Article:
National Academy of Medical Sciences of Ukraine
State Institution "The National Research Center for Radiation Medicine"

ISSN 2313-4607 (Online)
ISSN 2304-8336 (Print)

Problems of Radiation Medicine and Radiobiology



O. V. Kaminskyi, O. V. Kopylova, D. Ye. Afanasyev, O. V. Mazurenko, S. Ya. Berezovskyi

State Institution «National Research Center for Radiation Medicine of the National Academy of Medical Sciences of Ukraine», 53 Melnykova str., Kyiv, 04050, Ukraine

Pilot study of parathyroid glands in adult and pediatric subjects exposed to ionizing radiation after the ChNPP accident, methodology of parathyroid diagnostic ultrasound

Objective. Estimation of the parathyroid hyperplasia prevalence after the ChNPP accident in adults exposed to ionizing radiation and their descendants using the diagnostic ultrasound and its methodology elaboration.
Materials and methods. The pilot prospective study of the prevalence of parathyroid hyperplasia among the Chornobyl Nuclear Power Plant (ChNPP) accident adult survivors (n=686) and their descendants (54 children) was performed using diagnostic ultrasound examination of thyroid and parathyroids. Among the study subjects there were 339 ChNPP accident clean-up workers (ACUW), 32 persons were evacuated from the 30-km exclusion zone and 224 ones were included to the control group. Diagnostic ultrasound of thyroid and parathyroids was performed according to the standard method. Additionally, in children with parathyroid hyperplasia an additional assay of 25-hydroxyvitamin D levels in serum was performed. In calculating the statistical significance, its level p < 0.05 was considered statistically significant.
Results. Parathyroids are a few small but critically important endocrine glands that synthesize parathyroid hormone, regulating mainly phosphoric-calcium metabolism. Insufficient (hypoparathyroidism) or excessive (hyperparathyroidism) function of parathyroids is harmful to the patients affecting the state of nervous and cardiovascular system. Parathyroidss can accumulate isotopes of cesium, strontium and radioactive iodine. The available data testify to an increased incidence of clinically significant hyperplasia of parthyroids (more than 9 mm in adults and more than 5 mm in children) among persons exposed toionizng radiation as a result of the accident at the ChNPP (28.64%) and their descendants (23.8–70.6%). First of all are concerned those adults who live in contaminated areas in comparison with the control group (24.15% in not irradiated). Evacuees from the 30-km exclusion zone being the category of people who were exposed to the absorbed iodine isotopes in the first days of the Chernobyl accident are the another risk group. These data demonstrate sensitivity of parathyroidss to the impact of incorporated isotopes (iodine, cesium and strontium), which in the long-term exposure create conditions for structural and functional changes in regulation of phosphorous-calcium metabolism being the basis for a significant prevalence of osteopenia and osteoporosis in irradiated individuals and their descendants. A number of further studies are required to clarify the findings and to disclose the hormonal mechanisms of radiation effects on parathyroids.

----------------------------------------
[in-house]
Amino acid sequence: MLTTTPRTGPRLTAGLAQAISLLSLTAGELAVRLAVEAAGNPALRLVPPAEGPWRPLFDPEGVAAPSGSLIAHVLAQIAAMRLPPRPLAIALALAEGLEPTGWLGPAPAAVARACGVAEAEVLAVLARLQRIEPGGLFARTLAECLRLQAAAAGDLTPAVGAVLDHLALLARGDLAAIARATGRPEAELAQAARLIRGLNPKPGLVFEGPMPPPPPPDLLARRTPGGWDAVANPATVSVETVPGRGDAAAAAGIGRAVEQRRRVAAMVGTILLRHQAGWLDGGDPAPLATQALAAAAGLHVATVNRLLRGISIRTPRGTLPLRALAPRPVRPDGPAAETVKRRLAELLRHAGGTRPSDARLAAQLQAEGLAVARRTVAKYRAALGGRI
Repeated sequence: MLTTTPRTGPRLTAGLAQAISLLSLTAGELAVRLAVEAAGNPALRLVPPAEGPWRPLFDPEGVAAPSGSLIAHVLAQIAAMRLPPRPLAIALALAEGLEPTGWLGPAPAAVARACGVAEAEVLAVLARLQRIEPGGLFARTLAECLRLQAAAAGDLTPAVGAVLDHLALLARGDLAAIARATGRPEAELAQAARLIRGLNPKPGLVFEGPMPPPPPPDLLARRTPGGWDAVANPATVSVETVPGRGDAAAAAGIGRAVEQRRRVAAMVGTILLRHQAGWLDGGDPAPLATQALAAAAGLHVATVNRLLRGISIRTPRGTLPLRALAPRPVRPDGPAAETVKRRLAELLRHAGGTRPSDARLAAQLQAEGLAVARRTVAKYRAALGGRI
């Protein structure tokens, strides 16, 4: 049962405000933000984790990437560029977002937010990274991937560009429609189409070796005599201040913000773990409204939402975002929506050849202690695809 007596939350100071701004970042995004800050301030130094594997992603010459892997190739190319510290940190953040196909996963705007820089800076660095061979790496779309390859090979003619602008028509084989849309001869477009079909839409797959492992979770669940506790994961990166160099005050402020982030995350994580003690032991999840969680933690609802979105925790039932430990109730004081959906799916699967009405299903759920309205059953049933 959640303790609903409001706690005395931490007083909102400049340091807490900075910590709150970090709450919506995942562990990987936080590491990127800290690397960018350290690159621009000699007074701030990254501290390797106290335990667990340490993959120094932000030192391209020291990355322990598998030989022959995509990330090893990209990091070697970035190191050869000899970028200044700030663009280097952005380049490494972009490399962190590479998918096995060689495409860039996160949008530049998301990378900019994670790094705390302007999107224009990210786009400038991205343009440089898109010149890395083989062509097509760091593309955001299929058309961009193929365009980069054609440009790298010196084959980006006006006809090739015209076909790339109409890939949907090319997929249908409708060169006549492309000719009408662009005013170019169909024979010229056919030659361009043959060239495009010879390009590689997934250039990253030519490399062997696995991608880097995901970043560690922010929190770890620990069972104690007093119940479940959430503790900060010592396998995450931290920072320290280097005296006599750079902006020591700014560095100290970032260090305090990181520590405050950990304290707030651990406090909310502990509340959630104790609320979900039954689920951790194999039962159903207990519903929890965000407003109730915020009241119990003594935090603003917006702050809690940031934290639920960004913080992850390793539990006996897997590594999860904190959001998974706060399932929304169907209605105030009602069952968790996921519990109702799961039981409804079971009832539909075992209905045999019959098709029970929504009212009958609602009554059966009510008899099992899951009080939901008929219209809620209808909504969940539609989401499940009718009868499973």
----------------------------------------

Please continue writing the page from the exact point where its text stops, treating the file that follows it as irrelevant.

Conclusions. Parathyroid glands are radiosensitive and susceptible to effects of strontium, cesium and iodine isotopes, which cause parathyroid irradiation and subsequent structural and functional changes, being a prerequisite for development of osteopenia and osteoporosis in the ChNPP accident survivors and their descendants. High incidence of parathyroid hypertrophy is found in the inhabitants of the radiation-contaminated territories (long-term irradiation by cesium isotopes), as well as in evacuated from the 30-km exclusion zone (irradiation by iodine isotopes in the early days of the accident).
Key words: accident at ChNPP, irradiation, accident survivors, accident clean-up participants, ionizing radiation, children, parathyroid glands, hyperplasia.

Problems of radiation medicine and radiobiology. 2017;22:382–394.

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